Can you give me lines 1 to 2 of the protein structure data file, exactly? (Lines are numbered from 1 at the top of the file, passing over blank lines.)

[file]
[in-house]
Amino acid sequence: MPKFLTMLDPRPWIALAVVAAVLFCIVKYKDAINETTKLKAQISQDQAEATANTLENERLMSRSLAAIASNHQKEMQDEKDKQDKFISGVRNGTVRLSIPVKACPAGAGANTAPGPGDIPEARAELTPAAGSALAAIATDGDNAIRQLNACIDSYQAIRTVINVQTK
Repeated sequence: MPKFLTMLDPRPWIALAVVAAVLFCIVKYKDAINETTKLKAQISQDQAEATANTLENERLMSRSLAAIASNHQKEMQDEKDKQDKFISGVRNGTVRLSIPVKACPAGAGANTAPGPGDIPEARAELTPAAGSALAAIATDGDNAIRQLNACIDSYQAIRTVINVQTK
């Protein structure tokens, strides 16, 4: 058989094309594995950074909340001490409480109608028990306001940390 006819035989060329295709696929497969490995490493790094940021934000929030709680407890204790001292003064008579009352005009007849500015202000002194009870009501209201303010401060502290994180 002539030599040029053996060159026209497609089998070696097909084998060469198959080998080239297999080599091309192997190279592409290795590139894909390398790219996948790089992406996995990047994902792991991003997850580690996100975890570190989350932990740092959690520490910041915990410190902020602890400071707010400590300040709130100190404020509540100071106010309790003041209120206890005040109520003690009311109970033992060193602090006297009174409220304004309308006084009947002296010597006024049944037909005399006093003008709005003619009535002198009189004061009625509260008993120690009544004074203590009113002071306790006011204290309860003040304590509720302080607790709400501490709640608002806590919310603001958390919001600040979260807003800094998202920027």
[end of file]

[in-house]
Amino acid sequence: MPKFLTMLDPRPWIALAVVAAVLFCIVKYKDAINETTKLKAQISQDQAEATANTLENERLMSRSLAAIASNHQKEMQDEKDKQDKFISGVRNGTVRLSIPVKACPAGAGANTAPGPGDIPEARAELTPAAGSALAAIATDGDNAIRQLNACIDSYQAIRTVINVQTK